Trailer: Scott Pilgrim Vs The World

25 03 2010

A couple weeks ago I ran a preview of the upcoming Edgar Wright adaptation Scott Pilgrim Vs. The World. The first teaser has finally been released to the internet, and it looks like its going to live up to everything its been hyped as so far. You can see the HD trailer on Apple’s website. Be sure to check out the preview below for some more information on the film.





Why Tim Burton Needs To Change His Game

24 03 2010

If you’re like me, you were less than thrilled with Tim Burton’s recent adaptation of Alice In Wonderland. I’m not trying to say that I hated the film, but it ultimately just didn’t do it for me. The problem I had while watching it was that it was exactly what I expected. I don’t mean it met my expectations, but rather that everything was the way I imagined it would be before I saw the film. Frankly, I was pretty bored. Sure, the visuals were great, but they were exactly what I expected to see from Tim Burton. The story was awful, and the acting was sub-par, and as a result Tim Burton’s “unique” style wasn’t enough to save it from becoming something completely unmemorable.

So here’s where the issue lies.

Everytime a movie has Tim Burton’s name attached to it, we all automatically assume the movie will be gothic, dark, and surreal. Burton’s career is laced with films fitting this description, and frankly, it’s his style. It was great for movies like Edward Scissorhands and Beetlejuice. Even the recent Sweeney Todd stands out in Burton’s career. The problem I’ve been having lately with Burton’s style is that he simply seems to be carbon-copying what makes each film “Burton”. Take Alice In Wonderland. The film was an adaptation of a subtly dark children’s story. Same goes for another Burton adaptation, Charlie And The Chocolate Factory. Charlie was another film I less than cared for, and looking back, I can understand why I felt a sense of deja-vu with Alice. In my opinion, its almost as if Burton has a filter to make the film “gothic” in his style. It’s as if he took the basics of both Alice and Charlie and put them both through the same process to get the end product. What supposedly made each film unique and “dark” was merely a parlor trick that I’ve already seen before.

Now lets look at arguably Tim Burton’s most famous film, The Nightmare Before Christmas. More than ten years later, Burton released Nightmare’s spiritual follow-up, Corpse Bride. While Corpse Bride was continually compared to Nightmare before its release, the only real similarity I found upon viewing it was in the animation and tone. Corpse Bride lacked everything that made Nightmare a classic, and once again relied on merely the style and tone to carry the film. I can’t remember a single thing about it other than that it looked like The Nightmare Before Christmas.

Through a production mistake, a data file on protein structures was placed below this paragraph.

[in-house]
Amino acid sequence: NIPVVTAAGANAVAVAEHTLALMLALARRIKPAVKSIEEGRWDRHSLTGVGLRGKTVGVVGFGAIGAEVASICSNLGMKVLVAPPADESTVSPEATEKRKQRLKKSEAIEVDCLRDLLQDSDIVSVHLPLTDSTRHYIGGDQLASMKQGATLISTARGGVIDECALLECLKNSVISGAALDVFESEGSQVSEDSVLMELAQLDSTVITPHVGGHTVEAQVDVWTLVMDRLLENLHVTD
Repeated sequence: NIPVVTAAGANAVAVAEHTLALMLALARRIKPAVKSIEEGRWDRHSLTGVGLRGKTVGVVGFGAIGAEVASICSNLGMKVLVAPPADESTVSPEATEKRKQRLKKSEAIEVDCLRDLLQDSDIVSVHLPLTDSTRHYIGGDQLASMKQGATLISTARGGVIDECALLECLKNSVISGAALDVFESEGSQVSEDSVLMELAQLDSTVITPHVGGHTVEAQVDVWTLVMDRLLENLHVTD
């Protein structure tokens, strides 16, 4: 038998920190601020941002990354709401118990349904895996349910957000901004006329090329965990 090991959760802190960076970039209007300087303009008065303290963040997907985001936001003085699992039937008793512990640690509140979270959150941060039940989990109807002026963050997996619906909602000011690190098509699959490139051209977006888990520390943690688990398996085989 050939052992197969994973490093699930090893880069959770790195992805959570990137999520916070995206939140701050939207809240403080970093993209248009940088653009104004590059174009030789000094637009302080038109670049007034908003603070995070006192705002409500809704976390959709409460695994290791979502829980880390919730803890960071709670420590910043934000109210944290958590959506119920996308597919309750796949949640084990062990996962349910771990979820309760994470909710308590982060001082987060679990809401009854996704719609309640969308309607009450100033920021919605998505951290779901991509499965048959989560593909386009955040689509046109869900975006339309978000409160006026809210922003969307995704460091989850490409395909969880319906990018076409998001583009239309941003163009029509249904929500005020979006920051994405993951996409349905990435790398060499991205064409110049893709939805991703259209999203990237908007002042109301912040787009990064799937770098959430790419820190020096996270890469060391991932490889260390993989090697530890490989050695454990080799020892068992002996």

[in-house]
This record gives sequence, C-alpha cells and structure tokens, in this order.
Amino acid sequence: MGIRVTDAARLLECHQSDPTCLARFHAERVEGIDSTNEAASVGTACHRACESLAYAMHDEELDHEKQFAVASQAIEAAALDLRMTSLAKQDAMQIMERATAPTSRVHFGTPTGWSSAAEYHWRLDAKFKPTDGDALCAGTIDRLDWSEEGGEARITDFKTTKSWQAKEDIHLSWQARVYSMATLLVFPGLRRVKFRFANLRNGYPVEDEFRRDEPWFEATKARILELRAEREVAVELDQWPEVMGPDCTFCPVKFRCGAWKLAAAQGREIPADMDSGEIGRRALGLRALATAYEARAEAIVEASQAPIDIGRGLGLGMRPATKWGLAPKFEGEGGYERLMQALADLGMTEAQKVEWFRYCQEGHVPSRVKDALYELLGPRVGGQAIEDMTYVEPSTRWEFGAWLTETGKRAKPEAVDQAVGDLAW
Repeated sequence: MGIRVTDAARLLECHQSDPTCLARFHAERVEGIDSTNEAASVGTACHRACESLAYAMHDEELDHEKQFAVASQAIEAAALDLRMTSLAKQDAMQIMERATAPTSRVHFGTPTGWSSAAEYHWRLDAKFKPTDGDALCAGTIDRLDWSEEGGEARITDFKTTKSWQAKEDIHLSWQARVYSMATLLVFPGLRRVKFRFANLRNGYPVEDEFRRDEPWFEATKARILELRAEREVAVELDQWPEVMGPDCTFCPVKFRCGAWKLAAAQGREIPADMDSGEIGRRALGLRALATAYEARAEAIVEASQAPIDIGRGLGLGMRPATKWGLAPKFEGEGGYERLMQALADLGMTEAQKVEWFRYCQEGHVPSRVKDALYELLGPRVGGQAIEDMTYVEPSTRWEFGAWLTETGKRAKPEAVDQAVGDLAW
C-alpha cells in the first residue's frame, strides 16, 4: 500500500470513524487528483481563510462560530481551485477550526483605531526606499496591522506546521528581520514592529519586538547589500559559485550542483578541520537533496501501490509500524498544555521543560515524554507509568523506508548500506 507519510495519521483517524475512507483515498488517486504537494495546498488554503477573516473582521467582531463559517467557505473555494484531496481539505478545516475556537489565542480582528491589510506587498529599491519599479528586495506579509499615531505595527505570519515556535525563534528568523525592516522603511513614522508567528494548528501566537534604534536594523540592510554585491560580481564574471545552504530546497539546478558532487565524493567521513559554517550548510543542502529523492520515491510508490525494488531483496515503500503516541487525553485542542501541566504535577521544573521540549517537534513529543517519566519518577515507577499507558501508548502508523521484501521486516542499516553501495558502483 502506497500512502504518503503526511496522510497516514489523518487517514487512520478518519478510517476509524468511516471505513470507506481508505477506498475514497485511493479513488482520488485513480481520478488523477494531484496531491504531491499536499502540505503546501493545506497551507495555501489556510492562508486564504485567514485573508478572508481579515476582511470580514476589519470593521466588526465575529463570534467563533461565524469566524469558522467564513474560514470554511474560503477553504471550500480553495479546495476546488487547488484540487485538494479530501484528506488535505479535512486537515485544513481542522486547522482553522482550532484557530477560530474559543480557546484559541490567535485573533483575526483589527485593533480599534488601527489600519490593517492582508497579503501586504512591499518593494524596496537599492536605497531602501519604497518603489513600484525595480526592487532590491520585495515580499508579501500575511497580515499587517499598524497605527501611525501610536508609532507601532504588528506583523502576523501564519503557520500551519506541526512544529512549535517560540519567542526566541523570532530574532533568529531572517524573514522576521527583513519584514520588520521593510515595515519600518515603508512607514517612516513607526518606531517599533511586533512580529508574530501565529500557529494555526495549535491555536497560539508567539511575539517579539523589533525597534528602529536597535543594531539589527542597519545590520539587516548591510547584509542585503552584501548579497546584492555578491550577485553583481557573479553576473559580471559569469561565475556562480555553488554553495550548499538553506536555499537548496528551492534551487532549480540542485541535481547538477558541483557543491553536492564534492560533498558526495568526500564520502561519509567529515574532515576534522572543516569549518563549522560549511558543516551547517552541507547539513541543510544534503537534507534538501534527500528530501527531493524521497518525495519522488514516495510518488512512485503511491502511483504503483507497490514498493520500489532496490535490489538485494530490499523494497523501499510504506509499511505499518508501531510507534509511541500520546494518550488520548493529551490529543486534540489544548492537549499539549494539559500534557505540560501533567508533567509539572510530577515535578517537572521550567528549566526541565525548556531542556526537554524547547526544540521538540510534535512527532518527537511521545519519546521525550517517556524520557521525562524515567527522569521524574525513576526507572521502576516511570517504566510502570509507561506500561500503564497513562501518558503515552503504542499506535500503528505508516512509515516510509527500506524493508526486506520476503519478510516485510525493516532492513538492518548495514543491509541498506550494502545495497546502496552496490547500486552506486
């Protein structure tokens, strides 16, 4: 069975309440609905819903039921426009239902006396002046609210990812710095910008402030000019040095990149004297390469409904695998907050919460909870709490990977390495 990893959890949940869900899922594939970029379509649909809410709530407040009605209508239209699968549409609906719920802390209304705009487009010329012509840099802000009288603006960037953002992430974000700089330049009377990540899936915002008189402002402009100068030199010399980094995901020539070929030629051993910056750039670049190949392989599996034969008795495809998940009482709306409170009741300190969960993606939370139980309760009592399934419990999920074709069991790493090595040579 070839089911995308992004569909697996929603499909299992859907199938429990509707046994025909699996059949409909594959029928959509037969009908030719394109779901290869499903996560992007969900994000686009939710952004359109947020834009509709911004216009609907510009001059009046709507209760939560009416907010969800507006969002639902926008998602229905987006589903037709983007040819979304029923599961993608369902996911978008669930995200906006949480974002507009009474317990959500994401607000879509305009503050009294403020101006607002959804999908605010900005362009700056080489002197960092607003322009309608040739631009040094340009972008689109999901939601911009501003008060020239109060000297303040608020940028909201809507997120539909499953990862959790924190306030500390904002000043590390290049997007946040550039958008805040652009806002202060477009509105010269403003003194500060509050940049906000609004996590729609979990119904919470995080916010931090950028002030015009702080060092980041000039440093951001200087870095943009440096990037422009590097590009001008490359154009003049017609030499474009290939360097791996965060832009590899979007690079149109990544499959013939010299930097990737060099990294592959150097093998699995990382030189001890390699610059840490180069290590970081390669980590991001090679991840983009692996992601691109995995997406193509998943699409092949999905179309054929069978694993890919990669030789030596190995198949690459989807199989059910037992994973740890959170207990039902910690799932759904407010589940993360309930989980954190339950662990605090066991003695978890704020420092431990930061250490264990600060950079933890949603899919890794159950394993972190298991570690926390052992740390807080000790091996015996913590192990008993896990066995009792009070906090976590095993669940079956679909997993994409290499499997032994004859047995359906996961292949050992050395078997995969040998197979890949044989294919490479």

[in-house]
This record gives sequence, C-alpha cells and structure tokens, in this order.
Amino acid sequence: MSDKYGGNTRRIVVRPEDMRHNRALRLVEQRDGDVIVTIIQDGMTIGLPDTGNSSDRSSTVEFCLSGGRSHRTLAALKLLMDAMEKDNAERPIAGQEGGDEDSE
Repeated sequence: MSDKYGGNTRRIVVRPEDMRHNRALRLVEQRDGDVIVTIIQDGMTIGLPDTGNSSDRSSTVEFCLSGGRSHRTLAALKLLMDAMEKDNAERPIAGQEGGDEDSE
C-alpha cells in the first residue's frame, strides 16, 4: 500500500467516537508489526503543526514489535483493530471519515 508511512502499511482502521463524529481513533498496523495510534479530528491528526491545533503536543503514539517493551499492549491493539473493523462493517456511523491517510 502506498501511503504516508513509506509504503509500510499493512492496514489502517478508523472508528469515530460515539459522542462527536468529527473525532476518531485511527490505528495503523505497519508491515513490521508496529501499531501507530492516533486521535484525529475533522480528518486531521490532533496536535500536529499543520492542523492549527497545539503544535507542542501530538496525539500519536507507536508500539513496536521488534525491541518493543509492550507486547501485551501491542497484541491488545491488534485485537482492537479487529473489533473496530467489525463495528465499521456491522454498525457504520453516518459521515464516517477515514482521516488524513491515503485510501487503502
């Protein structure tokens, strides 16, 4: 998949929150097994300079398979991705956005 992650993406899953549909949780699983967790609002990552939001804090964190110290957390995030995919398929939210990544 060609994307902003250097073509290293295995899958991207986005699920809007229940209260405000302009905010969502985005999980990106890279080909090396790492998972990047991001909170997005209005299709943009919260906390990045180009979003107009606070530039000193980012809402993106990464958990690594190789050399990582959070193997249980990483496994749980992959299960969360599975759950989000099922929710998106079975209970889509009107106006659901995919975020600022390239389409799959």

Don’t get me wrong. I love Tim Burton, and I’m sure you’re having a hard time believing that based on what I’ve said. All I’m saying is that recently, Burton has fallen into a habit of relying more on the style than the film itself, and I don’t want to see him continually make the same film over and over again with different properties. One of Burton’s next projects is a stop motion adaptation of The Addam’s Family, and I’m just praying the film doesn’t end up as another copy of The Nightmare Before Christmas with The Addams Family thrown in. Tim Burton, keep your style, but don’t let it become imitation. Let’s see more films like Big Fish and Sweeney Todd in the future.





Captain America Cast!

23 03 2010

Chris Evans has been cast as Captain America in the upcoming Marvel Studios production The First Avenger:Captain America. After a long process supposedly including everyone from John Kraskinski to Channing Tatum, the studio finally settled on Evans. This may seem like a surprise to many, including myself, since Evans previously played the role of The Human Torch in the Fantastic Four movies. Usually casting the same actor in opposing iconic roles isn’t the best idea, but in this case I think Evans will be remembered more for Captain America than The Human Torch. Let’s just hope The First Avenger is better than Fantastic Four.

Captain America starts shooting this June.





Dr. Horrible Sequel A Feature Film?

20 03 2010

Could the revolutionary cult series “Dr. Horrible’s Sing Along Blog” be coming to the big screen? News broke recently that the next installment in Joss Whedon’s original web series will be a feature film. Whether that means Dr. Horrible is headed to the big screen or straight to DVD is another question, however. I doubt that Whedon will release the film the same way he released its predecessor, as the medium doesn’t serve full length features as well as shorter installments. I wouldn’t be surprised to see a straight to DVD release, but with the immense popularity of the original a theatrical release could be in order. Not much is known about the sequel as of now, but Nathan Fillion (Captain Hammer) claims to know the title and the cast has supposedly met with Whedon. At this point, everything is speculation, but its nice to know that when we get some more of the singing Doctor, we’ll hopefully be getting a lot more.

The Dr. Horrible sequel would most likely shoot during the How I Met Your Mother hiatus in 2011.